where N is the number of observations. The optimal value can now be found directly
by setting the differential equal to zero, yielding
End of Appendix A.
[0106] Figure 7A shows MTT maps resulting from applying the algorithm according to the present
invention, including the leakage term, to a phantom with different levels of contrast
agent leakage. In the left column, the exact maps are presented for the MTT parameter
(upper panel) and the leakage parameter K2 (lower panel), while the similar estimated
maps are presented in the right column. The unit of the MTT maps is seconds, while
the leakage parameter is Hertz (inverse seconds). Figure 7B is the corresponding grey
scale version of the coloured Figure 7A.
[0107] Leakage is relevant for breakdown, puncture, or perforation of the blood-brain-barrier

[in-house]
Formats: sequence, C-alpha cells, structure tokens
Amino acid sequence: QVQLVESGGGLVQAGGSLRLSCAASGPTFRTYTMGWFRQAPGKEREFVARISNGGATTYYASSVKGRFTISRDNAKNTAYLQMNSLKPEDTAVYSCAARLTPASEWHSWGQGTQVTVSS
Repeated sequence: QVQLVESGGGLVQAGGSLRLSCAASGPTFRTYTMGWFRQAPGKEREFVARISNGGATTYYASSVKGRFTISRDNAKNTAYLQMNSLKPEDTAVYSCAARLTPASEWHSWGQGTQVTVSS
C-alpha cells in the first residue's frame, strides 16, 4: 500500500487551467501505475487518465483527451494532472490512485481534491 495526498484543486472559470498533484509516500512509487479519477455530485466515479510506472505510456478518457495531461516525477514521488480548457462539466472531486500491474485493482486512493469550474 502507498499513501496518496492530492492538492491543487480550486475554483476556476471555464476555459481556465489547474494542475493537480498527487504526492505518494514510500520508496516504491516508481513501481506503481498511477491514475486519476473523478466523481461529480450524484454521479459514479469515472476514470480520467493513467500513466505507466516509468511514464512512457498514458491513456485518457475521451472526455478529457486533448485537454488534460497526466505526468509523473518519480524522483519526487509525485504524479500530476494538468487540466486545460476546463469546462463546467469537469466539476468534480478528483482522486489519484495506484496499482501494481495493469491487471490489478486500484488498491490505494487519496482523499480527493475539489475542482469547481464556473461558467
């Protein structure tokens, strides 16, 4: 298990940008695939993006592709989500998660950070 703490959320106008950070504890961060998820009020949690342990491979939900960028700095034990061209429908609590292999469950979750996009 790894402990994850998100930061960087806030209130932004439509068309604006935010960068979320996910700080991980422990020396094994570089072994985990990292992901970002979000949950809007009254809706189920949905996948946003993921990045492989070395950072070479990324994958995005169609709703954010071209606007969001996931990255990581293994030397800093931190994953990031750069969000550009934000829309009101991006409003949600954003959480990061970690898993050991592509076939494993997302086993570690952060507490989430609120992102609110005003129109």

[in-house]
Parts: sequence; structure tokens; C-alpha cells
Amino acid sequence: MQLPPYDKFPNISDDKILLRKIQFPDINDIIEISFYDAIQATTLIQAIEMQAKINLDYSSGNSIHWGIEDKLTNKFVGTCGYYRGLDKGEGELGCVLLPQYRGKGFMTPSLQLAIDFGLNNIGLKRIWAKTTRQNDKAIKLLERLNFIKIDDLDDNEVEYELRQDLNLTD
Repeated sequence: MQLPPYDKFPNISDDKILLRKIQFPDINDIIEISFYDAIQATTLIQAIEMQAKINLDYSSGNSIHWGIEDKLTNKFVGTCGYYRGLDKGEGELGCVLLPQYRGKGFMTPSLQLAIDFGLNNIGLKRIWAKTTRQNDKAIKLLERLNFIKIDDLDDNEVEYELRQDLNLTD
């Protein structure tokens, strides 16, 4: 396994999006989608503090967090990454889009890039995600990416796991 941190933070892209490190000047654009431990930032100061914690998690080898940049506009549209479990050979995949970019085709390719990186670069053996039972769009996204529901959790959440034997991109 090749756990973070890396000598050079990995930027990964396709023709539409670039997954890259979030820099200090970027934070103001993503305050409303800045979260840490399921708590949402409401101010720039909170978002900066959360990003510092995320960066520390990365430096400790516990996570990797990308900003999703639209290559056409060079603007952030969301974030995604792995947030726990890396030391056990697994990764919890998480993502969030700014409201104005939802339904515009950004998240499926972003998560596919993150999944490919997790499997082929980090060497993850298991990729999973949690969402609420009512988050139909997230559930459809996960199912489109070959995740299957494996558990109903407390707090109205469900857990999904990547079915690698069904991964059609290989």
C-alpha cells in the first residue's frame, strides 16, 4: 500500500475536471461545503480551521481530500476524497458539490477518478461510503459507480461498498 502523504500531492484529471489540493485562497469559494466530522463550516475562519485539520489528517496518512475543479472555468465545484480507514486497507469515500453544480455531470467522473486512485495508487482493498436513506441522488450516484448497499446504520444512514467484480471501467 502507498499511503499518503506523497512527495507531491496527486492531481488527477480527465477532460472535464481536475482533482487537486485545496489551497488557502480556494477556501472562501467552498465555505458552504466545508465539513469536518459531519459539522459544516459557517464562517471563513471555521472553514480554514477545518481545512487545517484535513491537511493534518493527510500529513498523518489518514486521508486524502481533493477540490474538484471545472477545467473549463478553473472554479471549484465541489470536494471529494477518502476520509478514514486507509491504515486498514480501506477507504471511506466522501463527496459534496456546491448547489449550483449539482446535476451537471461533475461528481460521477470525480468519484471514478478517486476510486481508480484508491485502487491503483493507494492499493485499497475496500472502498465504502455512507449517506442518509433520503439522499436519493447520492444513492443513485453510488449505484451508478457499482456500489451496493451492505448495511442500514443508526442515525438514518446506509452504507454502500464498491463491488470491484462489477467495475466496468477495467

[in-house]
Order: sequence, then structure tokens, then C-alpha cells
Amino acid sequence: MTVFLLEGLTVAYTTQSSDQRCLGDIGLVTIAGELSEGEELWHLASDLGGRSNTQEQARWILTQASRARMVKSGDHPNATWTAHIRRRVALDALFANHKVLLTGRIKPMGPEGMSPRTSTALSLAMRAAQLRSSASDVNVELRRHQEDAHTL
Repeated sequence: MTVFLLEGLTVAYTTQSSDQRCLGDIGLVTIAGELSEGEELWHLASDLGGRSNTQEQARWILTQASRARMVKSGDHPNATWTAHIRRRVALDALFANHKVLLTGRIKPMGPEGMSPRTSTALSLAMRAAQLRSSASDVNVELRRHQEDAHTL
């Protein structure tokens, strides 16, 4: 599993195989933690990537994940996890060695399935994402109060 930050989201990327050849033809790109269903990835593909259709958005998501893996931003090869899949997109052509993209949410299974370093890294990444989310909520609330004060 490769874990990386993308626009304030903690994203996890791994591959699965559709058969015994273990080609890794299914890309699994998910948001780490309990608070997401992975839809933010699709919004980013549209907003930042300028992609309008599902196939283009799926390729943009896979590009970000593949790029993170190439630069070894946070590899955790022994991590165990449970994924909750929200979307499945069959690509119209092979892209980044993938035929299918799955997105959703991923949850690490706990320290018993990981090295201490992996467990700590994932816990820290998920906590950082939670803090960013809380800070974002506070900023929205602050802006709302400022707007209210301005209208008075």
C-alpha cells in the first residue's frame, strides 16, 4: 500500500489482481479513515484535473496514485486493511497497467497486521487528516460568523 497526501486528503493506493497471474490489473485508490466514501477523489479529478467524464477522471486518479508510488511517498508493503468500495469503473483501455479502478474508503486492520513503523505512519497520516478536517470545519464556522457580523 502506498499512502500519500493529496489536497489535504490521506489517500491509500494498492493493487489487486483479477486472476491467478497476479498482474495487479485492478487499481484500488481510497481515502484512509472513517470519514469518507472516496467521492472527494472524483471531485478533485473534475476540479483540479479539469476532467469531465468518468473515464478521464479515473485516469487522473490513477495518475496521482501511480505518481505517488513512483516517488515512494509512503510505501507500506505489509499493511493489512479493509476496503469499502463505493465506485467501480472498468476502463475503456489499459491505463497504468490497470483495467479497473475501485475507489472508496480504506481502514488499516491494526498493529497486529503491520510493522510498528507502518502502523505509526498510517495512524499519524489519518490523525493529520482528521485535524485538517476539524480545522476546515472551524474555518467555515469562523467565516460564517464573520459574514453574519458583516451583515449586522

or loss of integrity of the tight endothelial junctions. It is also relevant to the
kinetics of tissue outside the central nervous system, where no blood-brain barrier
exists.
[0108] Figure 9 is a schematic flow chart representing an out-line of details in the method
or computer program product according to the invention. The method for estimating
perfusion indices PI in a mammal 200 comprises the steps of:
S1 Estimating an arterial input function AIF
S2 Applying a parametric model PM for capillary transit time distributions as a function
of time based on obtained data DAT and DAT' representative of a contrast agent concentration
as a function of time of an injected contrast agent
S3 Applying an expectation step of expectation-maximization (EM) type procedure
S4 Applying a maximization step of expectation-maximization (EM) type procedure with
an exact analytical expression for the variance of an observation error of the contrast
agent (C_{ε}) in a non-linear observation model for the contrast agent concentration